Wednesday, May 19, 2021


From RTÉ Brainstorm:

On many hillsides in Ireland today, one can still see the physical remains of this extraordinary way of life. The herders would sleep in groups of two to five in small one-roomed huts.

Typically these structures had stone walls with ‘scraws’ of peat (from the Irish scraitheacha) placed on top of them and then more scraws and/or heather used as roofing. Some older huts were probably built largely of wattle or wickerwork, especially before the 1700s when trees were more common in our uplands.

Fascinatingly, by the 1800s, it was mostly young people and teenage girls especially who had the job of looking after cows at these seasonal ‘boolies’.

This gave rise to a vibrant but now largely forgotten cultural scene in Ireland’s uplands. Oral history collected in the 1930s and 1940s in Connemara, Mayo, Donegal, and the Galtee Mountains makes clear that booleying facilitated the transmission of a lot of important cultural knowledge.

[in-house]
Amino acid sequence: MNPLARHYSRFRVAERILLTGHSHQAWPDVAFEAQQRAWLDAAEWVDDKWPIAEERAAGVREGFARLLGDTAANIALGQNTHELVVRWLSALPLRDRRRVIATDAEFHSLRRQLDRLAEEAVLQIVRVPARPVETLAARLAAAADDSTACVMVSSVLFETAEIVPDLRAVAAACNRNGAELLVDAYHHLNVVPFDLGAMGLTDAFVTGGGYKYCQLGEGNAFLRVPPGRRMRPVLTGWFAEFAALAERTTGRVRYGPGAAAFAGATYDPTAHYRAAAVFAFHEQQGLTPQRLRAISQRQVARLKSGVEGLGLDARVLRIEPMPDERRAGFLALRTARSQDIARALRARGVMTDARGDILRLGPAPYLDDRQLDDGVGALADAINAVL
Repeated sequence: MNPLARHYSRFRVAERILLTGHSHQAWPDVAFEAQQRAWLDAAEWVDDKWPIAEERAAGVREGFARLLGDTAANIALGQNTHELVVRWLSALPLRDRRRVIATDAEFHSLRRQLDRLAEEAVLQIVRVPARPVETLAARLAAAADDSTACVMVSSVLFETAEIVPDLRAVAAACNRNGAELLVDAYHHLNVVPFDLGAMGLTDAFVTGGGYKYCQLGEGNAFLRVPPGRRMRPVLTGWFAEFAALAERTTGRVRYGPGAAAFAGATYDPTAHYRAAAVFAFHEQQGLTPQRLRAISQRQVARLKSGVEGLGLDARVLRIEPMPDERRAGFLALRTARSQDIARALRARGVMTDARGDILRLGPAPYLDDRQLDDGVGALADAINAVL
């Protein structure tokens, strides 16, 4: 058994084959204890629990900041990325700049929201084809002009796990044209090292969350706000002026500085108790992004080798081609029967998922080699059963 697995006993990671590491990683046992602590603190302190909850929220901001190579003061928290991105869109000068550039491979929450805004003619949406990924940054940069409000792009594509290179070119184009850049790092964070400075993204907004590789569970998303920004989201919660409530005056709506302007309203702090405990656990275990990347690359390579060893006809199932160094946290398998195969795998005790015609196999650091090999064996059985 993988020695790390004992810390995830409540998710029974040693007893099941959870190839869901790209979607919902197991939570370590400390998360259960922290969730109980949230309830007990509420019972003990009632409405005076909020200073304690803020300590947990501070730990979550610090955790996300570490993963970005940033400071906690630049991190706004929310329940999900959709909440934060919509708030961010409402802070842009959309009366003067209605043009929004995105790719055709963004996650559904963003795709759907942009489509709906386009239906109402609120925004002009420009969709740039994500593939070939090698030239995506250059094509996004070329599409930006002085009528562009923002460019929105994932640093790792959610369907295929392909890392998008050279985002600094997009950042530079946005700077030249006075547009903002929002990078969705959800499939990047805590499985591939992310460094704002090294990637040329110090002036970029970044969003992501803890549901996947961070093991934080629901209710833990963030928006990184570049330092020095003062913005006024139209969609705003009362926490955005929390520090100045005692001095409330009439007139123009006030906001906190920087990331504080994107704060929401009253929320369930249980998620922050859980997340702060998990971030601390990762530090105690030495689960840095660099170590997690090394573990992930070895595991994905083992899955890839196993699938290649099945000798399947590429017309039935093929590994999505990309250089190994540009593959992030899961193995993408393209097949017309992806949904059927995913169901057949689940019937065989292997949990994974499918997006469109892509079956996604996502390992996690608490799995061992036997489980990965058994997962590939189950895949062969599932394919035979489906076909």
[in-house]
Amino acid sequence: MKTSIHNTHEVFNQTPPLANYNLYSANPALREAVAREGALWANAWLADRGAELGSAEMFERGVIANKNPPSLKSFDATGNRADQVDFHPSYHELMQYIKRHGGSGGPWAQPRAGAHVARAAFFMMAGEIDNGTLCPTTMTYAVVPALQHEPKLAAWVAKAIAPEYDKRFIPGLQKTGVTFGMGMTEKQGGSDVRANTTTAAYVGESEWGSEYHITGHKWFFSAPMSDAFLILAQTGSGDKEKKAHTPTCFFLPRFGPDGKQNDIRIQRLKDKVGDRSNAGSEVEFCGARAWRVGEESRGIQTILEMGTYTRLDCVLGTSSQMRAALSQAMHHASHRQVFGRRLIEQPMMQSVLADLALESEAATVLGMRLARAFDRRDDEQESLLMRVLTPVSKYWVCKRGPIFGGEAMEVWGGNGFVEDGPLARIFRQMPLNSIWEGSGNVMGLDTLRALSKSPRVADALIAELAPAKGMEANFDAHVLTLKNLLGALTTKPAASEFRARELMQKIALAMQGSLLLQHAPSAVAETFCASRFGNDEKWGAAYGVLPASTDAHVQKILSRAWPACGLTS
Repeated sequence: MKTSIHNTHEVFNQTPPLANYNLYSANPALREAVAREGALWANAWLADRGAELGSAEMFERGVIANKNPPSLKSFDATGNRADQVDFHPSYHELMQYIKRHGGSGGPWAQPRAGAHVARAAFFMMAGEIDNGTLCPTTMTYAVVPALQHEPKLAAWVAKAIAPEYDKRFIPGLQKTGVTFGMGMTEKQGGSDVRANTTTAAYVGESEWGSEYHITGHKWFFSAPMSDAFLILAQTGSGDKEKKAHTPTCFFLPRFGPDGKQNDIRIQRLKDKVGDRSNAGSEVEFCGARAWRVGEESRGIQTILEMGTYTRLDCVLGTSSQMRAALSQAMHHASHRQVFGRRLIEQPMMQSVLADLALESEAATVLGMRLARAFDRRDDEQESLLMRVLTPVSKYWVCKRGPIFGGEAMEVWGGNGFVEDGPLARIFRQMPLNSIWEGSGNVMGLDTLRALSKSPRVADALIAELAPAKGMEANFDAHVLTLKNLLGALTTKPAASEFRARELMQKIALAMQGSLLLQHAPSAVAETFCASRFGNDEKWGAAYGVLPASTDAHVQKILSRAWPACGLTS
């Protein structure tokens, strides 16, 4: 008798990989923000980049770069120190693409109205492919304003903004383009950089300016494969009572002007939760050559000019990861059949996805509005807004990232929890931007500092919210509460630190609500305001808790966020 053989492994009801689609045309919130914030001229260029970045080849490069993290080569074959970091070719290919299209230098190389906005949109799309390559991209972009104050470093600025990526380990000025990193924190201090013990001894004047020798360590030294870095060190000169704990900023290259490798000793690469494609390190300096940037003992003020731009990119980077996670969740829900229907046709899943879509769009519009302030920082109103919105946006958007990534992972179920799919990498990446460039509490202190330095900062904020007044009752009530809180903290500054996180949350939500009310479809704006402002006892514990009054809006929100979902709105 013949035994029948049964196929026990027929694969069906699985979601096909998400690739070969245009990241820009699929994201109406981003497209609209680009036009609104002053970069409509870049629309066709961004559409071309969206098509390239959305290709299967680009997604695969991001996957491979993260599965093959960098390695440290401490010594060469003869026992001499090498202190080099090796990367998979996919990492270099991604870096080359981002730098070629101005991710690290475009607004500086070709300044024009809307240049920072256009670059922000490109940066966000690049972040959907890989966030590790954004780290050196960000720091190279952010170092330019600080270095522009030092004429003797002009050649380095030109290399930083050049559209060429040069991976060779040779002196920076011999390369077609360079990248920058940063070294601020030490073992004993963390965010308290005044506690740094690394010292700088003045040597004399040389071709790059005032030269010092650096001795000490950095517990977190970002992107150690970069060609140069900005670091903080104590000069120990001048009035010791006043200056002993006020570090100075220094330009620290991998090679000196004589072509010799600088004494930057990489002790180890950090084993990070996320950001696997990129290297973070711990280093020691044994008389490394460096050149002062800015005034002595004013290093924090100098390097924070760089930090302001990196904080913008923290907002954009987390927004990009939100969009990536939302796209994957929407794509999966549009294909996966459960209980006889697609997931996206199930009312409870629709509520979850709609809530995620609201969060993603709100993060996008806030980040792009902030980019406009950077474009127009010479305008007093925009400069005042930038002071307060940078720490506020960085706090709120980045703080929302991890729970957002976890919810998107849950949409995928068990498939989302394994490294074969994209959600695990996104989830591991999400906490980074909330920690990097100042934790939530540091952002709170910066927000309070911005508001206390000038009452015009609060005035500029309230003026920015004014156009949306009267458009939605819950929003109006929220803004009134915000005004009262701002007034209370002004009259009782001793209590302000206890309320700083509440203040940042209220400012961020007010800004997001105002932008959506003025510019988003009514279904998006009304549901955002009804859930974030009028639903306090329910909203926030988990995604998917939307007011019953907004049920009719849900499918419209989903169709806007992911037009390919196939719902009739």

One man from Cloch Cheannaola in Donegal states that his mother had learned her songs from other dairymaids in the hills, while another account from Iorras Aintheach in Galway outlines how the girls not only sang but played musical instruments and danced as well.

But there could be danger too. Several folk stories in Irish from south Connemara and west Mayo portray upland booley sites as places where weird things were more likely to happen, especially at night. Hags or cailleacha frequently appear, cursing people or taking the form of a hare in order to steal milk from the cows. (Read more.)

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